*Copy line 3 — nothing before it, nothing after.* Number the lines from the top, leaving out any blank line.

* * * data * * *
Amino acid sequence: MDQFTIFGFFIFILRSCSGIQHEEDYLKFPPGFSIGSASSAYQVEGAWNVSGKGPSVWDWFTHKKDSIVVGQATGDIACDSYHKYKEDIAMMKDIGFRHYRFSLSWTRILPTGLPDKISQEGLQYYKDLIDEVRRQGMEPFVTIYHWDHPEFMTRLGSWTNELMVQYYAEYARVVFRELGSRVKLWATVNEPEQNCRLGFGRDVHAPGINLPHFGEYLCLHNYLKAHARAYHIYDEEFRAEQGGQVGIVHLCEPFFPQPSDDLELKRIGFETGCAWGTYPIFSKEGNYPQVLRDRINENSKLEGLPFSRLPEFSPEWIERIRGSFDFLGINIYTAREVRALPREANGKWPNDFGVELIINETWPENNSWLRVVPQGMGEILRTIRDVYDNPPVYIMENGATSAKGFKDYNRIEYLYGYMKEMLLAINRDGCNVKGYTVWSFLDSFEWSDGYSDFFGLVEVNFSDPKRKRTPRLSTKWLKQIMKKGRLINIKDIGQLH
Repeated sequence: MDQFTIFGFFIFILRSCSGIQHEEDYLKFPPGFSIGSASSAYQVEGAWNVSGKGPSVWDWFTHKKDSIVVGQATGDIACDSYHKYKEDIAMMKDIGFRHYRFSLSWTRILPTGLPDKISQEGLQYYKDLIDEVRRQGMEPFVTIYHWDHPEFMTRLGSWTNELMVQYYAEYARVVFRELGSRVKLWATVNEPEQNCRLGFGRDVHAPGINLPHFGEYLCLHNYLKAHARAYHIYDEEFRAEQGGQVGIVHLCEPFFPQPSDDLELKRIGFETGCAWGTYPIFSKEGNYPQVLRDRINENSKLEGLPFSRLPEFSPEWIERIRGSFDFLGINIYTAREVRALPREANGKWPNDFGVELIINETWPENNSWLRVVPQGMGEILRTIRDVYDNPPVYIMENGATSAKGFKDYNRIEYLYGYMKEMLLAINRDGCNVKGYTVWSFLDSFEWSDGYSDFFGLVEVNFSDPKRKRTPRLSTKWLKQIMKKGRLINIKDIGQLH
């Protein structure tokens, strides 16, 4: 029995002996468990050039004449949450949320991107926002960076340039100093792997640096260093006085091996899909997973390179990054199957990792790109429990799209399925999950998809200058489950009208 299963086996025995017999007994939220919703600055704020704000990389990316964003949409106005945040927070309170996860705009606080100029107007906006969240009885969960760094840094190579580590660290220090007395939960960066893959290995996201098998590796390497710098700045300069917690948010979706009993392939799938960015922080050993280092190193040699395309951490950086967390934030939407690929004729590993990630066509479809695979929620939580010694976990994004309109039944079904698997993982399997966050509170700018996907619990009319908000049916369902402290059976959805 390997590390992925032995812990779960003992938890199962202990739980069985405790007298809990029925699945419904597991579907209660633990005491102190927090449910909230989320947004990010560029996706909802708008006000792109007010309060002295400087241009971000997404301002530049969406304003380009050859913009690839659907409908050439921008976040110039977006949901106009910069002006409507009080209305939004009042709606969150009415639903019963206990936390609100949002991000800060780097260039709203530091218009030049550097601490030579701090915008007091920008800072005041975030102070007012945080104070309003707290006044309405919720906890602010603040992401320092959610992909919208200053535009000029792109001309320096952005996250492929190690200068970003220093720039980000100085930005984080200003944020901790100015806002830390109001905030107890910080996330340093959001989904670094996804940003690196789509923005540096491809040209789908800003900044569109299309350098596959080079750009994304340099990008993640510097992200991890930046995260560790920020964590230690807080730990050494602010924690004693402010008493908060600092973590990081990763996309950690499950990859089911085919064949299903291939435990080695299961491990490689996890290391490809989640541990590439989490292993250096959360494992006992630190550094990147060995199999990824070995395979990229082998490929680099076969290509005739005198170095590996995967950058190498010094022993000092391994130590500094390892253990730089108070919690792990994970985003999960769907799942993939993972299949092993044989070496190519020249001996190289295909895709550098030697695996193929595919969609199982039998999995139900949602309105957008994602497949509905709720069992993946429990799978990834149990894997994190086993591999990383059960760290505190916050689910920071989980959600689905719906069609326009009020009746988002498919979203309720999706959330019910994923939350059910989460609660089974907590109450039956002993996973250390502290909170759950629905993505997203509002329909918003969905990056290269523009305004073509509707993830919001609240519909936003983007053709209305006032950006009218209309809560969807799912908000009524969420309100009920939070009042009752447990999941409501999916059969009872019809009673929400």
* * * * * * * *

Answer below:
């Protein structure tokens, strides 16, 4: 029995002996468990050039004449949450949320991107926002960076340039100093792997640096260093006085091996899909997973390179990054199957990792790109429990799209399925999950998809200058489950009208 299963086996025995017999007994939220919703600055704020704000990389990316964003949409106005945040927070309170996860705009606080100029107007906006969240009885969960760094840094190579580590660290220090007395939960960066893959290995996201098998590796390497710098700045300069917690948010979706009993392939799938960015922080050993280092190193040699395309951490950086967390934030939407690929004729590993990630066509479809695979929620939580010694976990994004309109039944079904698997993982399997966050509170700018996907619990009319908000049916369902402290059976959805 390997590390992925032995812990779960003992938890199962202990739980069985405790007298809990029925699945419904597991579907209660633990005491102190927090449910909230989320947004990010560029996706909802708008006000792109007010309060002295400087241009971000997404301002530049969406304003380009050859913009690839659907409908050439921008976040110039977006949901106009910069002006409507009080209305939004009042709606969150009415639903019963206990936390609100949002991000800060780097260039709203530091218009030049550097601490030579701090915008007091920008800072005041975030102070007012945080104070309003707290006044309405919720906890602010603040992401320092959610992909919208200053535009000029792109001309320096952005996250492929190690200068970003220093720039980000100085930005984080200003944020901790100015806002830390109001905030107890910080996330340093959001989904670094996804940003690196789509923005540096491809040209789908800003900044569109299309350098596959080079750009994304340099990008993640510097992200991890930046995260560790920020964590230690807080730990050494602010924690004693402010008493908060600092973590990081990763996309950690499950990859089911085919064949299903291939435990080695299961491990490689996890290391490809989640541990590439989490292993250096959360494992006992630190550094990147060995199999990824070995395979990229082998490929680099076969290509005739005198170095590996995967950058190498010094022993000092391994130590500094390892253990730089108070919690792990994970985003999960769907799942993939993972299949092993044989070496190519020249001996190289295909895709550098030697695996193929595919969609199982039998999995139900949602309105957008994602497949509905709720069992993946429990799978990834149990894997994190086993591999990383059960760290505190916050689910920071989980959600689905719906069609326009009020009746988002498919979203309720999706959330019910994923939350059910989460609660089974907590109450039956002993996973250390502290909170759950629905993505997203509002329909918003969905990056290269523009305004073509509707993830919001609240519909936003983007053709209305006032950006009218209309809560969807799912908000009524969420309100009920939070009042009752447990999941409501999916059969009872019809009673929400």